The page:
But for most people it's not the number of significant dates that a country has accumulated that matters, it's whether events capture the imagination and whether people think they can empathise with the people of the time. For the historians in the audience, that may be a sore point, as the general public may be empathising on the basis of fiction, but nonetheless real people, whether historians or not, like to feel a relationship with the past.

I think it's more to do with the US developing a powerful film industry which has allowed it to turn relatively minor bits of its history into globally-distributed fictional artefacts.

American history's relative youth can be an advantage, then, as we're less remote from the people and times concerned.

Not sure how this is an advantage: if anything, the 19C mindset seems quite remote in some ways. Also, it is the difference, the exoticism, of more distant pasts that is part of their appeal: 20C history has never had much appeal for me because so much of it is too familiar.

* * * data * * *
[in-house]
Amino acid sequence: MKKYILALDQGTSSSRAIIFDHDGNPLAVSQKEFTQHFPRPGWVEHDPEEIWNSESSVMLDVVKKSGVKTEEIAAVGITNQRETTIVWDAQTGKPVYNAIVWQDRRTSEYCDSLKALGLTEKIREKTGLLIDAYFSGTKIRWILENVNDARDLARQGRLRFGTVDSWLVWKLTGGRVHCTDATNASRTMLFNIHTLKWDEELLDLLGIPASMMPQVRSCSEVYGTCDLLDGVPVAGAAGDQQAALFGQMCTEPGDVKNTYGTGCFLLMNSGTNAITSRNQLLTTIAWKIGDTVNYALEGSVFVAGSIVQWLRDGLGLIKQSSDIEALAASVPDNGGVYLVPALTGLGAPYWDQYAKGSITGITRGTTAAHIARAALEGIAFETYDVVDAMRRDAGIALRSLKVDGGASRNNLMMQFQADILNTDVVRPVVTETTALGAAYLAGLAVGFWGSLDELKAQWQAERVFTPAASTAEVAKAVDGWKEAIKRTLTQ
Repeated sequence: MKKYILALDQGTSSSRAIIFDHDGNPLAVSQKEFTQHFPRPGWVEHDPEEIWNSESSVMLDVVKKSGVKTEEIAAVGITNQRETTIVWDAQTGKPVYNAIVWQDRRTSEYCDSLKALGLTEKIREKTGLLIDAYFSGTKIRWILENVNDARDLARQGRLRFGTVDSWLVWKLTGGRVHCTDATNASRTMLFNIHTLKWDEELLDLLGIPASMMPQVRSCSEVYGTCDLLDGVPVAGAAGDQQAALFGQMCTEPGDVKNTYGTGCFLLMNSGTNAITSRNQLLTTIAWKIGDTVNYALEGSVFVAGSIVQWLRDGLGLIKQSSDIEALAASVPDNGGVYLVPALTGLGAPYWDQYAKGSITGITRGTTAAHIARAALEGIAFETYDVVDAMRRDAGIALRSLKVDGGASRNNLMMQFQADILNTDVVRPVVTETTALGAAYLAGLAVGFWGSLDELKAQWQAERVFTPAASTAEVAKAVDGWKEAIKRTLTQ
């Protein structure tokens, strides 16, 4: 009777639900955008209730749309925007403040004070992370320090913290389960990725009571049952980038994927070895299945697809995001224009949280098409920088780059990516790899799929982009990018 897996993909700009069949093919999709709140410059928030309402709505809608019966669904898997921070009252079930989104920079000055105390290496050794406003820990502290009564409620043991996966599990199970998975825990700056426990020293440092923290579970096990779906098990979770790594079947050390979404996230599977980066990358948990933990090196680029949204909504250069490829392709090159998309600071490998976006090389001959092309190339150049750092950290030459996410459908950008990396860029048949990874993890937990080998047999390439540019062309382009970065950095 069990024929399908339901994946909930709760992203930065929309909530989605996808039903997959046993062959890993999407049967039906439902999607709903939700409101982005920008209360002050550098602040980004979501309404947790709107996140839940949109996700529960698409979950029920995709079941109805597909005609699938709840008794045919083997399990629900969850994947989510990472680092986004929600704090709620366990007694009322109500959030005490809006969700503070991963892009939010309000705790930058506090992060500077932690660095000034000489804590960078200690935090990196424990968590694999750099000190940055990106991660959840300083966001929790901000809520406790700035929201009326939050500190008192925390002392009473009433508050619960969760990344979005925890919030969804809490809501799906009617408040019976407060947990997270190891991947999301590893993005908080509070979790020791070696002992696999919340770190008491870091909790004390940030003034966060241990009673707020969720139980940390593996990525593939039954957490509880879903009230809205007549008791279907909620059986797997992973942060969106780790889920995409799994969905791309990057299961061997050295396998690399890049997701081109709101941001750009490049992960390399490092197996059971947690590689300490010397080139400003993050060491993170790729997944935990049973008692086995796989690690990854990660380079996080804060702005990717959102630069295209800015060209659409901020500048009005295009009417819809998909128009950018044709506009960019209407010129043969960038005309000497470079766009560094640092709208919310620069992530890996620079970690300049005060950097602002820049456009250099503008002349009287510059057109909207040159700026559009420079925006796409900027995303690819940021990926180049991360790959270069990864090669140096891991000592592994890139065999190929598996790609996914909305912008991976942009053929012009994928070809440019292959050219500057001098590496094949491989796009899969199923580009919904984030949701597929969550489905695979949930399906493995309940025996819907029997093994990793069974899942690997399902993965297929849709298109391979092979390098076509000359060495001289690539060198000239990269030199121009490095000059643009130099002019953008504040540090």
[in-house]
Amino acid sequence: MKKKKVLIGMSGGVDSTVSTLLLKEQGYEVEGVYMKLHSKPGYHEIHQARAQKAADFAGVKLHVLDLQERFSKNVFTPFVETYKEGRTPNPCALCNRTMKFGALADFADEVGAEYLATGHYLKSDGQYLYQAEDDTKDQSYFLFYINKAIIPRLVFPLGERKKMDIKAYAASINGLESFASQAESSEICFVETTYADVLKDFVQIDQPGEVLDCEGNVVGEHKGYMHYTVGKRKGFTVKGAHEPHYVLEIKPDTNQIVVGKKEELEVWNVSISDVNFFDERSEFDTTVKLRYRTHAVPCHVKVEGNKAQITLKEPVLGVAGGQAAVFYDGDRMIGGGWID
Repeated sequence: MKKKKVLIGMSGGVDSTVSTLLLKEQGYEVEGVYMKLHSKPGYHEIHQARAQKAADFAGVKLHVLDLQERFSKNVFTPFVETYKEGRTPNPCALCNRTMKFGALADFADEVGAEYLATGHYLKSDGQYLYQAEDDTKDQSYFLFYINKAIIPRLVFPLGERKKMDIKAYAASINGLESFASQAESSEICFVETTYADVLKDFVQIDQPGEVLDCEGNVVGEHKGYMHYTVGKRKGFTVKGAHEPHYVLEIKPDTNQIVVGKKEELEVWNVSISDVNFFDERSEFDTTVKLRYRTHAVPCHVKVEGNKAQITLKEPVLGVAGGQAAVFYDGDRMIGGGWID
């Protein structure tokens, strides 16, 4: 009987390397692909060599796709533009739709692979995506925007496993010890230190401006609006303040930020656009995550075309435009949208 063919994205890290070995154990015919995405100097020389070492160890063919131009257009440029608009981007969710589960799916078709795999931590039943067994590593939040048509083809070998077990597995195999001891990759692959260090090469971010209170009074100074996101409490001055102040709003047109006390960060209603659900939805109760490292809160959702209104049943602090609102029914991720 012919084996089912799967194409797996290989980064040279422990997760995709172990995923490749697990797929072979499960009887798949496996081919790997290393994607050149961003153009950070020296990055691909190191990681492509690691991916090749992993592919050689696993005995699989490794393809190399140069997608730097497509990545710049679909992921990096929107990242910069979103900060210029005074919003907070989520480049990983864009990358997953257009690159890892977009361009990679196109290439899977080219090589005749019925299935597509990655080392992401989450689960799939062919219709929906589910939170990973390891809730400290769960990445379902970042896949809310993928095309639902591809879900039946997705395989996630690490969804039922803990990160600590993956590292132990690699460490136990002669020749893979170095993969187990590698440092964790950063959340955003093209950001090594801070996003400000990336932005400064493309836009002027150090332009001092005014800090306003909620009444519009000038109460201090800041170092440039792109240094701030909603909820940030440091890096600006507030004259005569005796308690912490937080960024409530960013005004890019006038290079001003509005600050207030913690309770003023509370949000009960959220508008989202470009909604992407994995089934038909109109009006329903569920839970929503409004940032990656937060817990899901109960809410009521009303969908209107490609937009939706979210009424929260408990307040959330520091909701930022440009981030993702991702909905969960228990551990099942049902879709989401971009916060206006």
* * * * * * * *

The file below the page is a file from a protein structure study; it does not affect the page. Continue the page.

Posted by: Gavin Greig (ggreig)
Posted at: November 13th, 2010 02:37 pm (UTC)

I think it's more to do with the US developing a powerful film industry which has allowed it to turn relatively minor bits of its history into globally-distributed fictional artefacts.

That would be a major source of the fictions I was thinking of!

the 19C mindset seems quite remote in some ways

Fair point. It's still within a couple of long lifetimes though, and there are people who can relate things from family memory, which brings it closer for many people.

Personally I agree with the exoticism being part of the appeal, but I'm not sure to what extent that appeals to Joe or Jane Public. Hollywood seems to think that's not it. :-(

Posted by: silverwhistle (silverwhistle)
Posted at: November 13th, 2010 06:54 pm (UTC)
Claude